What about first impressions with those all-important execs at LSF?
In an office, everything is about how you look. My history is IT, which is a ‘new’ industry. The nerds and geeks finally found their place in corporate world, exempt from suits – and they created their own uniform. A rebellious, never before allowed look of jeans and t-shirts – the programmers never actually met a customer, right? The techie guys crawl under desks, it’s allowed. No overtly rude of offensive t-shirts, but logos and long hair and scruffy jeans abound. Most call centre people nowadays sit in a large room with no windows! In fact, they’re probably based in a 3rd world country, who knows what they wear?
…Until you get promoted, when you slot right back into Office World and the suit comes out – the default uniform that reassures everyone you’re a professional.
An interesting article http://leejessup.com/lee-s-blog/screenwriters-are-you-paranoid-or-industry-really-looking/ by Lee Jessop came to my attention. Guess what, the execs in showbiz are the same as the execs everywhere else. They expect clean and tidy. They judge us based on what we present them, for much the same reasons:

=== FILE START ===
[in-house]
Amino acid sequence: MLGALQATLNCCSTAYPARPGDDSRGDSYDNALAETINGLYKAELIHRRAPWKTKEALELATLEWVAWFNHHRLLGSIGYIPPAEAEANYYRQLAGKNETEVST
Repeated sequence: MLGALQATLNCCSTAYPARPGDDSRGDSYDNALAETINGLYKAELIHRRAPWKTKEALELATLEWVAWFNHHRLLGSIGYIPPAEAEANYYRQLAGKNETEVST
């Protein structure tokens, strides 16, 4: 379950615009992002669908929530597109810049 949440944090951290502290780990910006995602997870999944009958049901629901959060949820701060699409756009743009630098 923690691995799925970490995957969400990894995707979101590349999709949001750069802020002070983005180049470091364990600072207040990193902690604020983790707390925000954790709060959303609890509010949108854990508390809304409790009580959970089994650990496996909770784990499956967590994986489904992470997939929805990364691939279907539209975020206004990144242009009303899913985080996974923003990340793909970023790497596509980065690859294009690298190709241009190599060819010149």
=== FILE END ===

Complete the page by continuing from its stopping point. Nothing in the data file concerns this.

- Can we work with others?
- Would others want to work with us (do
- Is their impression of us professional? Would we deliver on time? Would we deliver to our promise?
They can't know this in advance, so they use the same tools to assess it any interviewer would when considering a candidate for a job.
If I were ‘interviewing’, I’d have my stereotypes; I suspect the sci-fi element will wear jeans, t-shirts with a logo, and many men will have long hair. That’s a nerdy cross-over, and I’ll be interested to see if it’s true. Will romance writers be flouncy?
Would that influence me to think they’d be better in their genre if they fit my preconceived ‘look’?
It crossed my mind to wear my suit! It’s my uniform after all for every serious business meeting I’ve attended. But my passion for writing is certainly influenced by my hatred of being an IT drone.
I need to create a new uniform for me, smart and clean (no coffee accidents on the train), professional yet defiant of the stereotypes and something I’m comfortable in. Writing is about self-expression, so despite my general ennui about my attire (yep, ‘fraid so), I shall apply some thought to how I look when attending LSF.
If I wear a shirt, I shall almost certainly iron it.